Music theory teaches us that a chord is made by stacking thirds. So far we have spoken of chords as complete units, however, there’s often times when you’ll need to omit notes from a chord for various reasons including voice leading, aesthetics, and not having enough voices to play every note.
The root and third are the most important notes in a major or minor triad.
That’s because the root determines where the chord belongs in the scale and the third determines its quality.
The root third and fifth are equally important in diminished and augmented triads.
Like major and minor triads, the root determines the chord’s placement in the scale and the third helps to determine its quality. Unlike those triads, in diminished and augmented triads the 5th also helps to determine the quality.
The root, third, seventh and highest/altered extension(s) are most important in 7th-13th chords. The other extensions and altered fifth are of secondary importance.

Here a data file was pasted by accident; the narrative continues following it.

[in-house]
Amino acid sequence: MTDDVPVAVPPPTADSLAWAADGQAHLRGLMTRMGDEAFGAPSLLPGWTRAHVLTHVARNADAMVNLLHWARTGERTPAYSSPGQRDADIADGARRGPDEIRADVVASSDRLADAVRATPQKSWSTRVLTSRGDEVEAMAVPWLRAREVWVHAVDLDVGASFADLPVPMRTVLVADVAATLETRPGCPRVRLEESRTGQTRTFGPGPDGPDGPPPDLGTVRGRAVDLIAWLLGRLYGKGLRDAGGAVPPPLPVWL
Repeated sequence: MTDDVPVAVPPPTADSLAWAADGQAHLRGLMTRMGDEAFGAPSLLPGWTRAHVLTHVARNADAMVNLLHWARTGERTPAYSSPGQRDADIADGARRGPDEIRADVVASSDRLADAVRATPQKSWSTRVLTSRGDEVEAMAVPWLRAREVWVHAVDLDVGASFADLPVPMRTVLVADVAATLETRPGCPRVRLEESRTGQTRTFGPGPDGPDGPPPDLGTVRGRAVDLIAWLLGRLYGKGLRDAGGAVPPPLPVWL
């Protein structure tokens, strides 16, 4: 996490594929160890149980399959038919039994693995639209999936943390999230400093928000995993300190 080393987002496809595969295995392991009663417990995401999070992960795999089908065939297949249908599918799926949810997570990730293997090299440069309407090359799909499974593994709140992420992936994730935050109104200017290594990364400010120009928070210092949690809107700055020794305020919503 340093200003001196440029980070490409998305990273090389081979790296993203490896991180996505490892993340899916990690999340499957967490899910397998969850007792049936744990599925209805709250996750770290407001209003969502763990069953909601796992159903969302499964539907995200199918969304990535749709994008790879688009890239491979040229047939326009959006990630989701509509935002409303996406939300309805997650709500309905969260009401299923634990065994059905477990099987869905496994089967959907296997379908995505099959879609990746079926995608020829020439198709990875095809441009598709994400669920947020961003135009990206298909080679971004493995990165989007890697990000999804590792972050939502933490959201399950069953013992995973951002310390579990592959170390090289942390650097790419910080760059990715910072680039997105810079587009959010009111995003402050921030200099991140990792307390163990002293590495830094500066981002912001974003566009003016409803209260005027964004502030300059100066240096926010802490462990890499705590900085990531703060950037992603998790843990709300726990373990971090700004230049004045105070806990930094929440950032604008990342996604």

This may seem odd if you’re unfamiliar with jazz harmony so let’s take some time to break this down. If you keep stacking thirds past the fifth you get the seventh, ninth, eleventh, and thirteenth. The “fifteenth” is the same as the root two octaves higher. Jazz theory teaches us that the root, third, seventh, highest extension, and altered extensions are requited to name a chord. In other words, a chord with a C, E, Bb, and A would be identified as a C13 since A is the 13th of C. Likewise, a chord with a C, E, Bb, D, and A would still be called a C13 chord; however, if the D was lowered a half step to a Db then it would be labeled C13(b9) since the 9th has been altered.